When kittens get too rough during playtime, their siblings or mother will let them know by hissing or sometimes even paw-punching them.
Kitten will learn that biting or playing too aggressively means ‘punishment’ and will learn to take it easy.
A lot of times, many of such behaviors go uncorrected or undetected by the new owner thus allowing the kitten to think that such behavior is fine.
Getting bunny kicked by a kitten isn’t such a big deal but it is a different story if it’s a full-grown adult cat.
Why Does My Cat Attack His Own Legs?
If you have a kitten or a young adult cat, they still are full of energy and excitement. These cats are able to self-entertain by chasing their own tails or even a hind leg, depending on how crazy your cat is.
Your cat can treat its hind leg like a struggling prey that is trying to get free.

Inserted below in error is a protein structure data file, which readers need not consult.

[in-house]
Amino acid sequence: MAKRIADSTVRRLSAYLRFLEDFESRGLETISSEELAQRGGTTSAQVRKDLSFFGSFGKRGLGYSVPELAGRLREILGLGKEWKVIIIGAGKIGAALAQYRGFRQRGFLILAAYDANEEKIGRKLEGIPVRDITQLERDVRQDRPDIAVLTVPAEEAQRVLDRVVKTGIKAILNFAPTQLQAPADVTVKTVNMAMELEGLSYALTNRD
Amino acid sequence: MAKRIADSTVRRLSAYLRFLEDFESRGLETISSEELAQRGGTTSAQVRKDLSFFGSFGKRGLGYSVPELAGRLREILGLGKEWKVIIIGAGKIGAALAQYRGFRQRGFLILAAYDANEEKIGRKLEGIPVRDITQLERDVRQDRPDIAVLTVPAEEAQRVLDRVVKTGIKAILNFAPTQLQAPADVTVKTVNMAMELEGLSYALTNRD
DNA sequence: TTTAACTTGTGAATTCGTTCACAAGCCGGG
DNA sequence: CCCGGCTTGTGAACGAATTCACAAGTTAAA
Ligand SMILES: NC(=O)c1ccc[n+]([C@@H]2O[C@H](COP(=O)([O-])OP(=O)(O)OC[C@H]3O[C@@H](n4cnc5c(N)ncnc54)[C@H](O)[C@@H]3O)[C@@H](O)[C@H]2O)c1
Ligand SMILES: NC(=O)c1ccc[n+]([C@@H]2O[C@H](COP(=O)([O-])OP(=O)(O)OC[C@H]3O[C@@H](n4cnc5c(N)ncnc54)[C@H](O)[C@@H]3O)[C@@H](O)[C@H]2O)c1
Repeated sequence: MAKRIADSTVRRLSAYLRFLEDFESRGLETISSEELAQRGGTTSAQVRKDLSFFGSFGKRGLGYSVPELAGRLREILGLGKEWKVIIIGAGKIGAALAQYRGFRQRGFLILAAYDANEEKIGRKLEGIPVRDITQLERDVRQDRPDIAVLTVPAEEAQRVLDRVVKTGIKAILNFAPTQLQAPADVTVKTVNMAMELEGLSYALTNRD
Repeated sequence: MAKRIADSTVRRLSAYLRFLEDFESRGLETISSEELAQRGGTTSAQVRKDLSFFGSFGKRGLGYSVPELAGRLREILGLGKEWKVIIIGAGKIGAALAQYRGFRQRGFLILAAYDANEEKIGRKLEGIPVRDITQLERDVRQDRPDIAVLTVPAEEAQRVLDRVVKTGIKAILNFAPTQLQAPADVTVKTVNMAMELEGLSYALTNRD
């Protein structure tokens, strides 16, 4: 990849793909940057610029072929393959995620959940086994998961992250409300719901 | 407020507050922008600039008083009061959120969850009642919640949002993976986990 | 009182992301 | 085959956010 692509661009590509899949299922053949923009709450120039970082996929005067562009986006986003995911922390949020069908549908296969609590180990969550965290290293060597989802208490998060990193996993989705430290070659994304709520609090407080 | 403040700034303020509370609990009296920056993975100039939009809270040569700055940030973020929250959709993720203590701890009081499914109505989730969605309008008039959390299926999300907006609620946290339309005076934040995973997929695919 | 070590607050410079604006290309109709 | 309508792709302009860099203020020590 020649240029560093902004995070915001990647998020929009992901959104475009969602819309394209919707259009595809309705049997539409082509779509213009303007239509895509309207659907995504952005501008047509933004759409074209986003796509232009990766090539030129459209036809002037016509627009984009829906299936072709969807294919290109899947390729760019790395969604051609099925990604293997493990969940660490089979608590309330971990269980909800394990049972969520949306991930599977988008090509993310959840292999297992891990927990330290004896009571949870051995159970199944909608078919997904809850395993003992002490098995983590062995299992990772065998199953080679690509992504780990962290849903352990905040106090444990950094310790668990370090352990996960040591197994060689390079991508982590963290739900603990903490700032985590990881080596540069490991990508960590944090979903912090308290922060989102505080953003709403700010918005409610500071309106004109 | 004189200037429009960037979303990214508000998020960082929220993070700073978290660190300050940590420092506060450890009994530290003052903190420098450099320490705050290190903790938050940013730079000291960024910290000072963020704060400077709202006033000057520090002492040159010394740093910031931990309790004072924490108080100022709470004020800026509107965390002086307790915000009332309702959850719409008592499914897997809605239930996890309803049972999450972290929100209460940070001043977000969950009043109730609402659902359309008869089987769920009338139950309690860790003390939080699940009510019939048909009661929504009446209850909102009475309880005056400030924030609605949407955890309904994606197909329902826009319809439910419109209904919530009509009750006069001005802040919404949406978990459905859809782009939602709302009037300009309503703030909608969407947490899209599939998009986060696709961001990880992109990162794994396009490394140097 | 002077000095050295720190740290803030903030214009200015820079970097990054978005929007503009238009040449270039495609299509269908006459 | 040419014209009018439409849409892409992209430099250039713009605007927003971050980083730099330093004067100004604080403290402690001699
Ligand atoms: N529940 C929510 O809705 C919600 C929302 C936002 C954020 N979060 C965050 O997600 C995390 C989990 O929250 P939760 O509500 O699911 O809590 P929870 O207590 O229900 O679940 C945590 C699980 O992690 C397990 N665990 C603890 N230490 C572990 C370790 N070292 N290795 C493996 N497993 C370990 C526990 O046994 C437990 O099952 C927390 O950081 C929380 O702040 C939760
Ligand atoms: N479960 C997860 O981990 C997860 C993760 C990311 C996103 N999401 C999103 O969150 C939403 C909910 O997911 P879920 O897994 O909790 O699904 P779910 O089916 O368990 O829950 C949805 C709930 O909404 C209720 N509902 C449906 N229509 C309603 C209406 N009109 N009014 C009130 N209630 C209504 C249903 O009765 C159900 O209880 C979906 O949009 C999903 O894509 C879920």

Why Does My Cat Thump Her Back Leg?
Your cat might thump her leg as a sign of being playful or when it’s unhappy about something.
Unlike rabbits who thumb their feet to communicate. Cats do it more from a behavioral point of view.
Why Does My Cat Kick His Leg When I Scratch Him?
You might have just found a sweet spot on your cat’s body that it loves being petted or scratched.
It is probably a hard to reach area for your cat like its back. There are some cats that love patted on their bum area as they can’t really reach that part of their body.
Your cat can show its pleasure by involuntarily kicking its legs or making weird meowing or chirping sounds.
Cats kicking themselves, another cat or you ain’t always a bad thing.
The most important thing to note is the cat’s behavior and body language when doing it.
Any signs of aggression should be immediately squashed with firmness to prevent it from escalating.
At the end of the day, why cats kick themselves might still remain an unsolved mystery to us cat parents given the quirky nature of cats.